Small Business Saturday: This was actually a holdover from last year for the Saturday after Thanksgiving.
Green Tuesday: This is what Green America, a nonprofit group advocating "for a cleaner, greener world," has dubbed the Tuesday after Thanksgiving. On its website the organization explained "green shopping."
"Instead of buying [something] from a chain store that was made overseas, buy one from a local business or co-op. You might be interested in new and exciting dining experiences, so check out gift certificates for local, organic or environment-friendly restaurants that use local ingredients. "
Giving Tuesday: This is a day less about shopping as it is about giving back. The Giving Tuesday website characterized it as "a global day dedicated to giving back. On Tuesday, December 1, 2015, charities, families, businesses, community centers, and students around the world will come together for one common purpose: to celebrate generosity and to give."
CAMO Thursday: We bet we stumped you with this one. A retailer of outdoor clothing and gear, Gander Mountain, is giving shoppers bargains on camouflage and related gear on every Thursday through December during these "Camo Thursdays." Have you missed some?
Magenta Saturday: Did we get you with this one, too? This was T-Mobile's event, which (rather obtusely) was coined for its pink/purple logo. Shoppers could scoop up the company's cellphones and tablets on this landmark holiday.
3 lessons you can learn
So what else can you surmise from 2015's holiday shopping season?
1. Price is important but so is expediency. It seemed to us that many people just wanted to get their shopping done and check it off their list. So if your site is slower than it should be or your shipping isn't speedy enough, shoppers will move on without skipping a beat.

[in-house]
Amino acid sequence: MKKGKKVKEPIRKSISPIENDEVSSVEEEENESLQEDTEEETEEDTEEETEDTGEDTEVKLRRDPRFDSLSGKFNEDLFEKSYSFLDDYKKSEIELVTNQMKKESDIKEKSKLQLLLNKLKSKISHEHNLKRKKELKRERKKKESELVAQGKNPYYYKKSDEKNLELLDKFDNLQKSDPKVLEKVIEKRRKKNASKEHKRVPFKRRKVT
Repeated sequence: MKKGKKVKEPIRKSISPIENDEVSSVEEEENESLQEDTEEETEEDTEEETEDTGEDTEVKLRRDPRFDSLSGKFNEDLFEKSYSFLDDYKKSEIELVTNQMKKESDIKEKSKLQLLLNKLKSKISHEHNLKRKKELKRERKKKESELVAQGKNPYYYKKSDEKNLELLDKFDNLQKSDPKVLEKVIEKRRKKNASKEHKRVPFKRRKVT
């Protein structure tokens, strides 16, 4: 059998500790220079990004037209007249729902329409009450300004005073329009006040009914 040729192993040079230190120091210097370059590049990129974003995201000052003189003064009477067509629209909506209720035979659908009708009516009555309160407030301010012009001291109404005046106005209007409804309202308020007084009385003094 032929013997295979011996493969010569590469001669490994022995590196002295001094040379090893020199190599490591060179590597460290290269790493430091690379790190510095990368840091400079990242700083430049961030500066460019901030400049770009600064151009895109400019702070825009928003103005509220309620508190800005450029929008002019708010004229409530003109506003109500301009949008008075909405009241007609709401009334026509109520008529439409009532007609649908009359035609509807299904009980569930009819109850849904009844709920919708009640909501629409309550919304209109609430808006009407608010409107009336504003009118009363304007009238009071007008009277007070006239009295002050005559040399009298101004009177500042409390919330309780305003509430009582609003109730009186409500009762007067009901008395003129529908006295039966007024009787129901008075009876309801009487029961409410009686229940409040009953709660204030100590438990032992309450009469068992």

Jack up your prices a tad if you can, and then offer free shipping
2. Free shipping matters. It's almost a given now that you have to offer this or at least the impression of it. (In some cases you get free shipping after spending $25, in others you need to open your wallet wider and spend $50, $75, or even more.) Consumers love it. So jack up your prices a tad if you can, and then offer free shipping!
3. Shoppers love niche shops. We have a friend who is expecting, and she doesn't shop at Amazon, for example, for many of the items she'll need soon.
"I follow a blog called Thrifty Littles and she did a post about [the] 50 best small-business Black Friday deals. That was helpful," she says. "I also hear about sites from magazines or [other] blogs, then I follow the stores on Instagram to hear about deals."
Other places she shops are Zulily, Harris & Harper and Lucy Darling.
Take a look at these niche sites and see if you can incorporate the language and attitude into your own store, when selling related items. Oh, and if you can piggyback off some of these new special shopping days, why not do so? Cyber Monday is a given. Green Tuesday sounds like a great idea, too. But you may want to wait a while, though, to see if CAMO Thursday catches on!